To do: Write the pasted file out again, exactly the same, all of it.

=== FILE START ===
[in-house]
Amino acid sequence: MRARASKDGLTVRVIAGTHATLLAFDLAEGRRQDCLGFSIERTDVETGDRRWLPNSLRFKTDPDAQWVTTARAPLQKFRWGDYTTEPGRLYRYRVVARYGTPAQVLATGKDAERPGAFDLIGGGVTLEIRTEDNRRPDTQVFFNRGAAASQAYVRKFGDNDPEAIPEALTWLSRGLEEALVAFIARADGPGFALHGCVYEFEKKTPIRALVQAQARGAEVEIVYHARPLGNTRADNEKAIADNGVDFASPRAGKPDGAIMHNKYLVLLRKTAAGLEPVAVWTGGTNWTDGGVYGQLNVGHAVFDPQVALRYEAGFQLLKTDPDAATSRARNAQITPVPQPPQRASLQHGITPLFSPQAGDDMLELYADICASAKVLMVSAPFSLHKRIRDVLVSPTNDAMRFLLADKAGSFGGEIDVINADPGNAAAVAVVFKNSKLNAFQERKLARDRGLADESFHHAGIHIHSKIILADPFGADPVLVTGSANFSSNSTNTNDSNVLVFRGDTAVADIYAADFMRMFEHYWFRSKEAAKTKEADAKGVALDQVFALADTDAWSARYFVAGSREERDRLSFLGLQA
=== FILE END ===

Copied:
[in-house]
Amino acid sequence: MRARASKDGLTVRVIAGTHATLLAFDLAEGRRQDCLGFSIERTDVETGDRRWLPNSLRFKTDPDAQWVTTARAPLQKFRWGDYTTEPGRLYRYRVVARYGTPAQVLATGKDAERPGAFDLIGGGVTLEIRTEDNRRPDTQVFFNRGAAASQAYVRKFGDNDPEAIPEALTWLSRGLEEALVAFIARADGPGFALHGCVYEFEKKTPIRALVQAQARGAEVEIVYHARPLGNTRADNEKAIADNGVDFASPRAGKPDGAIMHNKYLVLLRKTAAGLEPVAVWTGGTNWTDGGVYGQLNVGHAVFDPQVALRYEAGFQLLKTDPDAATSRARNAQITPVPQPPQRASLQHGITPLFSPQAGDDMLELYADICASAKVLMVSAPFSLHKRIRDVLVSPTNDAMRFLLADKAGSFGGEIDVINADPGNAAAVAVVFKNSKLNAFQERKLARDRGLADESFHHAGIHIHSKIILADPFGADPVLVTGSANFSSNSTNTNDSNVLVFRGDTAVADIYAADFMRMFEHYWFRSKEAAKTKEADAKGVALDQVFALADTDAWSARYFVAGSREERDRLSFLGLQA